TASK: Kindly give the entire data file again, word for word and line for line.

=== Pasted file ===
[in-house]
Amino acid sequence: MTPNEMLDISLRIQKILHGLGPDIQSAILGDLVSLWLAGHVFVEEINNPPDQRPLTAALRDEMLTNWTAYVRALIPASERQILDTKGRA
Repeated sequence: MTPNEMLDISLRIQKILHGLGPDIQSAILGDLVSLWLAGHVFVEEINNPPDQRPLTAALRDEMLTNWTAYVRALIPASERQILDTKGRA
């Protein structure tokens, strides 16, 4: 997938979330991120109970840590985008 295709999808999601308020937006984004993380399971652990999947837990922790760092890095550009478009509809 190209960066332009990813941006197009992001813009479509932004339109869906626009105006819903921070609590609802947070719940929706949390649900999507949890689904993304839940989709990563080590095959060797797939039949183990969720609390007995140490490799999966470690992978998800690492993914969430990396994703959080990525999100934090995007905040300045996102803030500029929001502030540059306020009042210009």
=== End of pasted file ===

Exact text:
[in-house]
Amino acid sequence: MTPNEMLDISLRIQKILHGLGPDIQSAILGDLVSLWLAGHVFVEEINNPPDQRPLTAALRDEMLTNWTAYVRALIPASERQILDTKGRA
Repeated sequence: MTPNEMLDISLRIQKILHGLGPDIQSAILGDLVSLWLAGHVFVEEINNPPDQRPLTAALRDEMLTNWTAYVRALIPASERQILDTKGRA
């Protein structure tokens, strides 16, 4: 997938979330991120109970840590985008 295709999808999601308020937006984004993380399971652990999947837990922790760092890095550009478009509809 190209960066332009990813941006197009992001813009479509932004339109869906626009105006819903921070609590609802947070719940929706949390649900999507949890689904993304839940989709990563080590095959060797797939039949183990969720609390007995140490490799999966470690992978998800690492993914969430990396994703959080990525999100934090995007905040300045996102803030500029929001502030540059306020009042210009």